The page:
Comprehensive school pupils should be allowed into universities on the back of lower GCSE and A-level grades than students from grammars and fee-paying private schools, according to new research.
A study commissioned by the
An independent school-educated student was 10% less likely to get a first or a 2:1 degree than a student educated at a comprehensive when they had the same A-level results and were studying the same subject at similar universities.
Crawford's research suggested that Oxford, Cambridge and other universities "may wish to consider lowering their entry requirements for pupils from non-selective or low-value-added state schools". But she was careful not to propose any specific difference in grade requirements.
Crawford added that the fact that "there are these systematic differences" in student performance means that "one thing that could be done is for universities to recognise that in the offers they are making to students. . . I'm definitely not saying everybody should do it, universities need to make their own decisions."
The research also found that comprehensive pupils with equivalent grades were less likely to drop out, failing to complete their degrees.
Crawford's study comes after research by the
The study also finds that the bulk of university access campaigns, aimed at boosting the comprehensive school intake into some of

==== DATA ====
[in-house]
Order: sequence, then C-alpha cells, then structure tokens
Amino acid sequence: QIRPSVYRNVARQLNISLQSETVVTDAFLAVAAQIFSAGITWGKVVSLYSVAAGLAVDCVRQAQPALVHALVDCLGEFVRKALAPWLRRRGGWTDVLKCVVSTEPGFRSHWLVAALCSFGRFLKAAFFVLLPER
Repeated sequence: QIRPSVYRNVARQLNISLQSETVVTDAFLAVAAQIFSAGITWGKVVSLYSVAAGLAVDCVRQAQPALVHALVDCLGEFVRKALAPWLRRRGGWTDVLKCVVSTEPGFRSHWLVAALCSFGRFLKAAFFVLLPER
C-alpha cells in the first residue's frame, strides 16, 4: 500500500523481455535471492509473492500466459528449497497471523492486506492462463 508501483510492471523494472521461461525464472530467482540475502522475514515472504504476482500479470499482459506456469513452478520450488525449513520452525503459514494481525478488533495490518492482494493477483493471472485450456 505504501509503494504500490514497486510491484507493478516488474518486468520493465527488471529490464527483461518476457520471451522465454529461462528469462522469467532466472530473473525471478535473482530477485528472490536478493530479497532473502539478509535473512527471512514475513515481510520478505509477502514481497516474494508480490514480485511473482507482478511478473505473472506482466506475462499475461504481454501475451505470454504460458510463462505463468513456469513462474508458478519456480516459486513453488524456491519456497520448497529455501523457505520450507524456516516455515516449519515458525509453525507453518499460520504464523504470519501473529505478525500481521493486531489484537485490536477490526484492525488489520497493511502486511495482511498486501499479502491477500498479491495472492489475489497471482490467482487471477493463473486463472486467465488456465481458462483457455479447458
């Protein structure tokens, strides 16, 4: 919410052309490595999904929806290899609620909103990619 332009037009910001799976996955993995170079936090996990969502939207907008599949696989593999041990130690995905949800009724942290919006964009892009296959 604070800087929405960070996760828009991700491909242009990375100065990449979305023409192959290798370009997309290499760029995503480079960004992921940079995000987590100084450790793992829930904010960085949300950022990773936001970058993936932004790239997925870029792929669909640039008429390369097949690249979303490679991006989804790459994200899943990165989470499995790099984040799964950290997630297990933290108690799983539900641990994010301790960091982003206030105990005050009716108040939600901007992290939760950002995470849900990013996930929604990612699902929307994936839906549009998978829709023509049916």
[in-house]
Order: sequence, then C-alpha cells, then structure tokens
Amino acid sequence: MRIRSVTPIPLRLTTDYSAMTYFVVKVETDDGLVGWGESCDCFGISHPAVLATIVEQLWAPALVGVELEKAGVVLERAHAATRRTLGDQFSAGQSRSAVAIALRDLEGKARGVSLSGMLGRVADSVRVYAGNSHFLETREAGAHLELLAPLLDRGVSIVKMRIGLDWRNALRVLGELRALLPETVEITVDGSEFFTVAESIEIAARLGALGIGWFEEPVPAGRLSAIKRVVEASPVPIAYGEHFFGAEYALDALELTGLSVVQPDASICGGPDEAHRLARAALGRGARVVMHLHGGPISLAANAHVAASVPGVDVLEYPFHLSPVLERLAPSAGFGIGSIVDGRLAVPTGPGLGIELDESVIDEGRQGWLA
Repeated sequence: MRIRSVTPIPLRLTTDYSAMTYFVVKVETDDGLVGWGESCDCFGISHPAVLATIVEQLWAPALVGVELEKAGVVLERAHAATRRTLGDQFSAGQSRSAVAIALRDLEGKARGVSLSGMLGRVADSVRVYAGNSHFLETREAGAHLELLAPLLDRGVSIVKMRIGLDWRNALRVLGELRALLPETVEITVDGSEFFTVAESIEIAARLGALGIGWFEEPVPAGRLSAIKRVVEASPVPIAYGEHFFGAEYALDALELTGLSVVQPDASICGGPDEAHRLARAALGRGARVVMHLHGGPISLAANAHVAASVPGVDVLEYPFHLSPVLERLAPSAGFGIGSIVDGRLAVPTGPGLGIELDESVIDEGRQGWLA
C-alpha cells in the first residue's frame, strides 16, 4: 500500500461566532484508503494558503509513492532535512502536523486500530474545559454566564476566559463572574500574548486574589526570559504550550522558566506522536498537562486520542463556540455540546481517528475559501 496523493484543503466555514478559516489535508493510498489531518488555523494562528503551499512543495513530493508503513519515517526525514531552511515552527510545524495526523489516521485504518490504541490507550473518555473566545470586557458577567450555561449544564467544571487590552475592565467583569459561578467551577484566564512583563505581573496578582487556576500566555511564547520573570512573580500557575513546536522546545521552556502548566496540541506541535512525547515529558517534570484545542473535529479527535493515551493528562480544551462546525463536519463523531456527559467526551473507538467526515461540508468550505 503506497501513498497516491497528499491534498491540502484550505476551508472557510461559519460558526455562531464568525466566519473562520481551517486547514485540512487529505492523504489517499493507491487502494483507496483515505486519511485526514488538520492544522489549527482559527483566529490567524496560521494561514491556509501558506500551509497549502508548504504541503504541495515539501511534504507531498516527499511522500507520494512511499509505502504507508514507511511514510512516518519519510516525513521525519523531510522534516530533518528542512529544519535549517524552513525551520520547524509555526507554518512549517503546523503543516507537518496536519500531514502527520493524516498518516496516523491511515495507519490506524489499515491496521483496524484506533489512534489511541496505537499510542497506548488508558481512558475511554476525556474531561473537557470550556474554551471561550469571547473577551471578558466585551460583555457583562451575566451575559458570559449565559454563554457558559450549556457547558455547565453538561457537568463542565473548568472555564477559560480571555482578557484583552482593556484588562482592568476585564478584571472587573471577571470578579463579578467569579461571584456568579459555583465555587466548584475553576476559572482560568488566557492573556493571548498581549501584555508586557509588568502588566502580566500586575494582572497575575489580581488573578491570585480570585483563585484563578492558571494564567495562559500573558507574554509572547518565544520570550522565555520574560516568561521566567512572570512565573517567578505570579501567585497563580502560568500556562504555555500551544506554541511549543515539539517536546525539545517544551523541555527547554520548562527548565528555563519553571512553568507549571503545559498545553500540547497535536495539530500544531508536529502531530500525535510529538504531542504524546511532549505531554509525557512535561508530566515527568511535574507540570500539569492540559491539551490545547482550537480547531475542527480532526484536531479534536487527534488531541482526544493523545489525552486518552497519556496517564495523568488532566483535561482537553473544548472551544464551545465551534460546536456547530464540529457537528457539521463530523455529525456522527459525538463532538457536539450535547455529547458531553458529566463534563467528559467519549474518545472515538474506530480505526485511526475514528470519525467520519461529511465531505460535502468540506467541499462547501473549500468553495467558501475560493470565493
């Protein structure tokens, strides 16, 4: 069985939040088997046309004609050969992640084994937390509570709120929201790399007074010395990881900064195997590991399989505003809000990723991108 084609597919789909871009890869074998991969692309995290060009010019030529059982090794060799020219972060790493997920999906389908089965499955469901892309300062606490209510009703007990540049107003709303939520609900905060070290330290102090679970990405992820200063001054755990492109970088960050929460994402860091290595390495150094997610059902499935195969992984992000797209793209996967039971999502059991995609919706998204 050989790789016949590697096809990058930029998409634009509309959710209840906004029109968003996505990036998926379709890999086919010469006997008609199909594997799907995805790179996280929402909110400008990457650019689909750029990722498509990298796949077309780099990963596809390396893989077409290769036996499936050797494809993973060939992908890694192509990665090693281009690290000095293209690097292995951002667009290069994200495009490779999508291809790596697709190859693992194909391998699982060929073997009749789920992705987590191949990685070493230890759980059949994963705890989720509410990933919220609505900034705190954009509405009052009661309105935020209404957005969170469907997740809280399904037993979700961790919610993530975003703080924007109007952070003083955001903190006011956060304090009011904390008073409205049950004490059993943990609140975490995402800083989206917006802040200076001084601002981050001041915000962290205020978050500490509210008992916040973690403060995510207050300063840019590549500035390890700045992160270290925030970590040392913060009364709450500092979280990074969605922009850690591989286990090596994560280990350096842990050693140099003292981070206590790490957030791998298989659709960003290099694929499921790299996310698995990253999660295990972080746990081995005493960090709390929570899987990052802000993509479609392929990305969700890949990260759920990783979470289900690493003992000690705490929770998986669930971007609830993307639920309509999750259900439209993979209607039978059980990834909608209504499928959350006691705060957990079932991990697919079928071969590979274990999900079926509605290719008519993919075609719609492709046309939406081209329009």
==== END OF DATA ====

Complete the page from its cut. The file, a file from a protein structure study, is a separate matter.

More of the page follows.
University access schemes "targeted at students beyond the end of compulsory education are unlikely to be able to eliminate the differences in [higher education] participation that we observe between pupils from different types of schools", it says.
"This valuable research confirms the importance of students getting good advice on their subject choices at school," said
"It also shows there is an 'achievement against the odds' effect - students getting to university in spite of attending a poorer school are more likely to do well once they get there."
"Admission to university is and should be based on merit, and any decisions about admissions must also maintain high academic standards."
In the report Crawford concluded it should be "of particular concern to policymakers interested in widening participation in higher education" if pupils from certain backgrounds were less likely to go to top universities, especially if those same students "outperform those from elsewhere once they are at university, even after accounting for their qualifications, subjects and grades on entry".
The DfE study shows that, on average, pupils from comprehensive and poorly performing schools go on to do better at university than private-school pupils with the same A-level grades Photograph:
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